WorldWhy Australia torpedoed the submarine mega-contract with France

Why Australia torpedoed the submarine mega-contract with France

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For a French Minister of Foreign Affairs to speak of a “stab in the back” from the United States, the file must really be enormous. It is: Australia has just broken a contract for the construction of submarines with France amounting to 56 billion euros. Canberra will finally go and equip itself with the help of the United States and the United Kingdom. As always in the arms business, the stakes go far beyond the contract itself. 20 Minutes explains this shot from Trafalgar in the Pacific.

What was the “contract of the century” that France has just lost?

France, via Naval Groupe, was to supply twelve attack submarines with conventional propulsion to Australia. A considerable order of 56 billion euros… This contract, concluded in 2016, was the largest armaments contract signed by a French industrialist and by Australia. The goal ? Ensure the presence of Australia in the Pacific, the object of major geopolitical struggles as in the South China Sea, or between Beijing and Washington.

The latter had also given its blessing to the Franco-Australian contract of 2016. AFP recalls that the American industrialist Lockheed Martin was to provide the combat system for future buildings. Unlike the machine-launching submarines available to France (the sole purpose of which is to ensure the reality of nuclear deterrence), attack submarines carry out active military missions (attacks on enemy ships, etc.) or spy.

What is Australia’s new contract?

It is not yet clear how many submarines will be delivered to Australia or how much the contract will be. One thing is certain: it will be more expensive. Because Canberra is buying this time nuclear powered submarines. These can stay longer underwater and are less easily spotted, the first quality of submersible buildings. What is particularly striking is that this contract comes with a new security pact between Australia, the United States and the United Kingdom. It is named Aukus, like “Australia, United Kingdom, United States”.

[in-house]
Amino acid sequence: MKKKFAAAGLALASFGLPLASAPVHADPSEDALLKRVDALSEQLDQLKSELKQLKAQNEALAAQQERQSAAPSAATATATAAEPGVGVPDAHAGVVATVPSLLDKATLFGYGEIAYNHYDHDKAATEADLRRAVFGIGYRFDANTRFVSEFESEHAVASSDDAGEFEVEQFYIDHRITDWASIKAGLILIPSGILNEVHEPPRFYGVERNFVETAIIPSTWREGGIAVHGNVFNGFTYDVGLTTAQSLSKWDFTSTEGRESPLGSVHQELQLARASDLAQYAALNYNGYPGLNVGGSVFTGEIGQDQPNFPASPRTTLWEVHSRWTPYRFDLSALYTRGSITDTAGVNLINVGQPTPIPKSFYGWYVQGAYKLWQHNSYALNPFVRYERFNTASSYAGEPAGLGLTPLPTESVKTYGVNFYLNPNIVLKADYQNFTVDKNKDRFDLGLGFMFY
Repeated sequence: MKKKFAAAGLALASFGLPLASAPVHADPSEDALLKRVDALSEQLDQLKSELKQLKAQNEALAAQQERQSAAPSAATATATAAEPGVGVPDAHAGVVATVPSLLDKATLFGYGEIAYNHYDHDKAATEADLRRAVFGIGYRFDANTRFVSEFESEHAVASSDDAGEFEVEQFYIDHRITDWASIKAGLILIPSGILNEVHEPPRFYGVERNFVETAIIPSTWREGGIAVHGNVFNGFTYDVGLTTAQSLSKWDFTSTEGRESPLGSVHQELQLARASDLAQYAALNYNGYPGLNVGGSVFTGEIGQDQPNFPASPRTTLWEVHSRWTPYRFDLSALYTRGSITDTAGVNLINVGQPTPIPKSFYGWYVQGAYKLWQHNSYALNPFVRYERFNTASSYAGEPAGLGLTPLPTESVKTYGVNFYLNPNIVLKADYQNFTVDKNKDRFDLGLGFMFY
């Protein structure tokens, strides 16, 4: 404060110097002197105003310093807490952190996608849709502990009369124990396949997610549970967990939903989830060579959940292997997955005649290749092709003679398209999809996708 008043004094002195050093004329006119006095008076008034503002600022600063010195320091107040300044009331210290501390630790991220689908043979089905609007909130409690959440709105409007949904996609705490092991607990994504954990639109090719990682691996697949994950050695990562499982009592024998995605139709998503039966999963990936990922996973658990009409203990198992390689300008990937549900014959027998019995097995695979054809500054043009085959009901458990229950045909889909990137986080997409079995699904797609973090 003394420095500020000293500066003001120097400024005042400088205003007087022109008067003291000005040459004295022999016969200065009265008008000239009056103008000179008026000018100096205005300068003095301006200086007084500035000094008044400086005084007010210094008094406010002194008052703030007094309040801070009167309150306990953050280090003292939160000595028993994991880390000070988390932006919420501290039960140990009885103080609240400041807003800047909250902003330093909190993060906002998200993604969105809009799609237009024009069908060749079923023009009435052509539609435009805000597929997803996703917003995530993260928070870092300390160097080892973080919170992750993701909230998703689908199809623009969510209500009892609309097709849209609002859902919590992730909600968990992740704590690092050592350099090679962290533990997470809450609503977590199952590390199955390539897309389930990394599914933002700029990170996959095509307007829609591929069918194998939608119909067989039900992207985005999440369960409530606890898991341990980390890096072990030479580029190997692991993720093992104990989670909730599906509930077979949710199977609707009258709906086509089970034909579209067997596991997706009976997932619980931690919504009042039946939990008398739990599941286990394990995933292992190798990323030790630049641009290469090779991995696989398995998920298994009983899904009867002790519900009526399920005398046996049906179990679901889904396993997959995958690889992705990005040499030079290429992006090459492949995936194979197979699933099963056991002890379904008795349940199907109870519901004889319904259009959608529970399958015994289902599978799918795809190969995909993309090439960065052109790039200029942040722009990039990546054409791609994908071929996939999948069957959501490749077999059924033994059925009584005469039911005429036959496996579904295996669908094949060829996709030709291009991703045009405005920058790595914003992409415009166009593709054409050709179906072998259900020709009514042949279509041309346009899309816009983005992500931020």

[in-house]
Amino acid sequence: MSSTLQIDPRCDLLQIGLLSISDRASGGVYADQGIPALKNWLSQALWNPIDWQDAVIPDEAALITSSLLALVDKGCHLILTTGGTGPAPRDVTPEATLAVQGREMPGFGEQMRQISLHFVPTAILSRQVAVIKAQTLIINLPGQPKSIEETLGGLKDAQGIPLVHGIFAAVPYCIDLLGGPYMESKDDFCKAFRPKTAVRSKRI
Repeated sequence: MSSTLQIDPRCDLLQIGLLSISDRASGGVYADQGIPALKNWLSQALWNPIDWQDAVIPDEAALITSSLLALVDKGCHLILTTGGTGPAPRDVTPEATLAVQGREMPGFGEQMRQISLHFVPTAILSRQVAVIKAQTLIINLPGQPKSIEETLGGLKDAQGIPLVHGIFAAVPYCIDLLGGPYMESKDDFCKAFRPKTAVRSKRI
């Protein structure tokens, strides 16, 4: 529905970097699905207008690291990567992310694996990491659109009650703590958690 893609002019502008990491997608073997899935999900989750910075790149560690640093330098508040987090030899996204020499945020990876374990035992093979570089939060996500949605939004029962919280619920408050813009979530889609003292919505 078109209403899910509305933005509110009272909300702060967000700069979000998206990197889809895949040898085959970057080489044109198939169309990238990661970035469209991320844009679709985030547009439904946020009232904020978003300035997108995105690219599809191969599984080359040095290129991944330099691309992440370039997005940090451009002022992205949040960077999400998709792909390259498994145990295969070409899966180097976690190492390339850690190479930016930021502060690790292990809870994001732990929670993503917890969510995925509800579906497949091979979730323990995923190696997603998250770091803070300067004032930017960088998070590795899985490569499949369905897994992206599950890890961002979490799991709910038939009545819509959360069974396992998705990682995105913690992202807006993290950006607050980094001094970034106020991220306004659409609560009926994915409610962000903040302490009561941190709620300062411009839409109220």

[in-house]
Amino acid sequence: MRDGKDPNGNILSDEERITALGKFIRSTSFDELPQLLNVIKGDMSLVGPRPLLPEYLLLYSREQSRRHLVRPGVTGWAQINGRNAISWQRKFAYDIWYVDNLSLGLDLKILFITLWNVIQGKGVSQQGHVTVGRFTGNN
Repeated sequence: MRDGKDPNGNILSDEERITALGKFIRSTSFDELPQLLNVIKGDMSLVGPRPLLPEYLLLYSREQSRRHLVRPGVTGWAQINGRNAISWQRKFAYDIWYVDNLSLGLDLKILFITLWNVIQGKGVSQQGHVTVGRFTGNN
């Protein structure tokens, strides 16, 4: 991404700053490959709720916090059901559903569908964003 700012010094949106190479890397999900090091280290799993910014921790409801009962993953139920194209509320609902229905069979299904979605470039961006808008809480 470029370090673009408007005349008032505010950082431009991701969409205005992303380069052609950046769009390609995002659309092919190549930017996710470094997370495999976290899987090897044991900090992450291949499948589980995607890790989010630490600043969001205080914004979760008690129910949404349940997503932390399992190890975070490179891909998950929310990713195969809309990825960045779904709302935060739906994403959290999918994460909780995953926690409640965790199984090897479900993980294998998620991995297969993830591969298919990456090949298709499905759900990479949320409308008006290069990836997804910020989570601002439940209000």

In a way, Australia is buying itself access to the firepower of the US military. And, beyond the cost, which promises to be exorbitant for submarines, it will not be free. Michael Sullivan, an expert in international relations at Flinders University, told AFP that this pact could allow “the deployment of long-range American strategic weapons, in particular missiles and stealth bombers, in Australia”. American forces could also arrive in the north of the island, in particular from the bases of Okinawa and Guam, “increasingly vulnerable to Chinese military attacks”.

What does it change at the strategic level in the region?

Because it is China which is in the sights of Aukus. For years, Beijing has been trying to increase its influence in the Pacific area. There is of course Taiwan, which China has not given up on reclaiming, but also the South China Sea, a key trade route. In the sector, Beijing challenges the sovereignty of all the riparian countries by claiming the least atoll. China has the means: it has 360 ships compared to 297 for the entire American fleet. As a result, everyone in the region is teaming up, including Australia. For Washington and Joe Biden, this initiative is a logical continuation of the strategic confrontation with China.

She’s not new, reminder 20 Minutes the associate researcher Iris Jean-Vincent Brisset: “There had been the ” Pacific pivot ” of Obama, which had remained in the speeches, there had been the bilateral initiatives of Trump, but too brutal. This time Biden is brutal but seeks to involve other countries. If he does not make predictions, he considers the American initiative this time more solid. However, it is not without risk. Beijing has of course called the initiative “irresponsible”, but it can also disturb other more minor allies of the United States or Australia. Like New Zealand, which bans nuclear-powered ships in its waters “and does not want its neighbor’s future submarines either,” notes Jean-Vincent Brisset.

What consequences for France?

First, there are economic consequences: 56 billion is not nothing, even though Australia will have to pay hundreds of millions of euros for the breach of the contract. 650 people are working in France on the case but the consequences should be limited. Canberra had indeed obtained that the buildings are built in Australia mainly by a local subcontractor. The strategic consequences could be heavier, although for the moment also more vague. London and Washington having taken care to point out that France had its place in the region.

For a few years now, Paris has said it wants to get involved in the South China Sea. “There was a thrill,” notes Jean-Vincent Brisset. But for the moment, the conferences on France’s involvement in the Indo-Pacific zone have remained conferences. “Other European countries got involved, and even Germany, which, scalded by China’s attitude on the issue of Covid-19, sent a frigate to the area. The researcher remains cautious but wonders if Aukus has not finished “torpedoing the initiatives of the European Union in the region”.

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